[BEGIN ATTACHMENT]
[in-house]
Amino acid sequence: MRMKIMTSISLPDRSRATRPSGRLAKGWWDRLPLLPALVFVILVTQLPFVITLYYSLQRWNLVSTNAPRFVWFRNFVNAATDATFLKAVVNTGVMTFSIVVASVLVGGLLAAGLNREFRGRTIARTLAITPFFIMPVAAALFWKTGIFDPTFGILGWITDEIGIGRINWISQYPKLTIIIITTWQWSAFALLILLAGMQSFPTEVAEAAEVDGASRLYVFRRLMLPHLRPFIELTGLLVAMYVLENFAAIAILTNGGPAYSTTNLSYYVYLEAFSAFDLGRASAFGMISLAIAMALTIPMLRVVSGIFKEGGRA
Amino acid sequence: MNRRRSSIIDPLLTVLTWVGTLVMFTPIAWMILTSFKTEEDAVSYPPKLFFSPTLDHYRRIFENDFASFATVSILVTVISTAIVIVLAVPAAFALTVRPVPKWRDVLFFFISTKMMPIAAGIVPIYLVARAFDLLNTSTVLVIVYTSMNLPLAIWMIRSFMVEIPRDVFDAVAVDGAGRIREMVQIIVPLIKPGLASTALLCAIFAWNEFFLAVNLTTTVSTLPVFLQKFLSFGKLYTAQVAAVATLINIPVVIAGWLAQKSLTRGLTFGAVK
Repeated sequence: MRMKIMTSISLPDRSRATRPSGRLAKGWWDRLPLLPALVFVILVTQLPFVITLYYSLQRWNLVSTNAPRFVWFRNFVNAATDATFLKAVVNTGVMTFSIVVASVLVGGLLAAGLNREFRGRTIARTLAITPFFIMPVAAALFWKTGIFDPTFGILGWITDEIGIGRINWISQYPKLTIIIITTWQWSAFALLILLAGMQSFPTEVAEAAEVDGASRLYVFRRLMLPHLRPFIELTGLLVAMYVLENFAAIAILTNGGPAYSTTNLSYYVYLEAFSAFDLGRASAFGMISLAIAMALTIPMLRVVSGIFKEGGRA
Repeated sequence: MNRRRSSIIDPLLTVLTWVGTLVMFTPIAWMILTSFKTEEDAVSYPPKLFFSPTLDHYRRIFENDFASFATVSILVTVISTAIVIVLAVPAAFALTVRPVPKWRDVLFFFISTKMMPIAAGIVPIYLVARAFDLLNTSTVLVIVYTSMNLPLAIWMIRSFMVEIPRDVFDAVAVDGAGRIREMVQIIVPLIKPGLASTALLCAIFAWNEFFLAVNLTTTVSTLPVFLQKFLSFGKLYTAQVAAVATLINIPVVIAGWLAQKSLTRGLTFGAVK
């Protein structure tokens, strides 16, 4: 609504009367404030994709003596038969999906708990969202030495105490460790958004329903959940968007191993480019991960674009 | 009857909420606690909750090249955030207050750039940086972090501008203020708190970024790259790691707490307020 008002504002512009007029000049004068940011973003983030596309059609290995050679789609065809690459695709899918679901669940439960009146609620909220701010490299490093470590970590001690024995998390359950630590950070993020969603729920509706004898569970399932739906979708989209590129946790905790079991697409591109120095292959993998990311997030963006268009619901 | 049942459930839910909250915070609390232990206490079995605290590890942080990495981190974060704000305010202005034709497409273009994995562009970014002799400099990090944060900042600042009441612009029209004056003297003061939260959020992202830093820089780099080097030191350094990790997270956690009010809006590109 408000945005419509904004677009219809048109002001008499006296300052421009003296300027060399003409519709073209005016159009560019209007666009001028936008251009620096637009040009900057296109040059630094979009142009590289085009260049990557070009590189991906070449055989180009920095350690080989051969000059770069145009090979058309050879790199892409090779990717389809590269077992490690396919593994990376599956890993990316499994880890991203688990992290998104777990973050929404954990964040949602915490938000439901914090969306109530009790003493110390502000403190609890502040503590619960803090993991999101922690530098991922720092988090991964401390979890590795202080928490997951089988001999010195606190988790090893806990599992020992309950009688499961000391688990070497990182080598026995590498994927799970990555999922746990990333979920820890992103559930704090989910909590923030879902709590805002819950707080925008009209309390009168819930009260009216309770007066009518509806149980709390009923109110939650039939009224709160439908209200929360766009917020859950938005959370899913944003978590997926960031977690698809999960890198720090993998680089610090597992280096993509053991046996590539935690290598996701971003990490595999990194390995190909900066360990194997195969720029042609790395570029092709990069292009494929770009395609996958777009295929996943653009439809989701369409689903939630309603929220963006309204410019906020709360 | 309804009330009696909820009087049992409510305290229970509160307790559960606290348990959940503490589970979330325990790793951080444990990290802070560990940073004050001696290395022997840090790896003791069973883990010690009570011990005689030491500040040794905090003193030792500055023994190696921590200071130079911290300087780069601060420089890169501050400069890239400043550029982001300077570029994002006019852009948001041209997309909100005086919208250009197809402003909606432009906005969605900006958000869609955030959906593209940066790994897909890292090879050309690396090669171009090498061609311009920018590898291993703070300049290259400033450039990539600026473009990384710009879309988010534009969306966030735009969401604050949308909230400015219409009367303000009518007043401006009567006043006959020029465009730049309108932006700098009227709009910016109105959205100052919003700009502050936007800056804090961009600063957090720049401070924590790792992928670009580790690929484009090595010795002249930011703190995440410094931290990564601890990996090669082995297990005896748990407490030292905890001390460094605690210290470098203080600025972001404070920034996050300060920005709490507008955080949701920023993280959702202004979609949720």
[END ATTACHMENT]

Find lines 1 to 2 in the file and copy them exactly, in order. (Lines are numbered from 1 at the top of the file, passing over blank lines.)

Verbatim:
[in-house]
Amino acid sequence: MRMKIMTSISLPDRSRATRPSGRLAKGWWDRLPLLPALVFVILVTQLPFVITLYYSLQRWNLVSTNAPRFVWFRNFVNAATDATFLKAVVNTGVMTFSIVVASVLVGGLLAAGLNREFRGRTIARTLAITPFFIMPVAAALFWKTGIFDPTFGILGWITDEIGIGRINWISQYPKLTIIIITTWQWSAFALLILLAGMQSFPTEVAEAAEVDGASRLYVFRRLMLPHLRPFIELTGLLVAMYVLENFAAIAILTNGGPAYSTTNLSYYVYLEAFSAFDLGRASAFGMISLAIAMALTIPMLRVVSGIFKEGGRA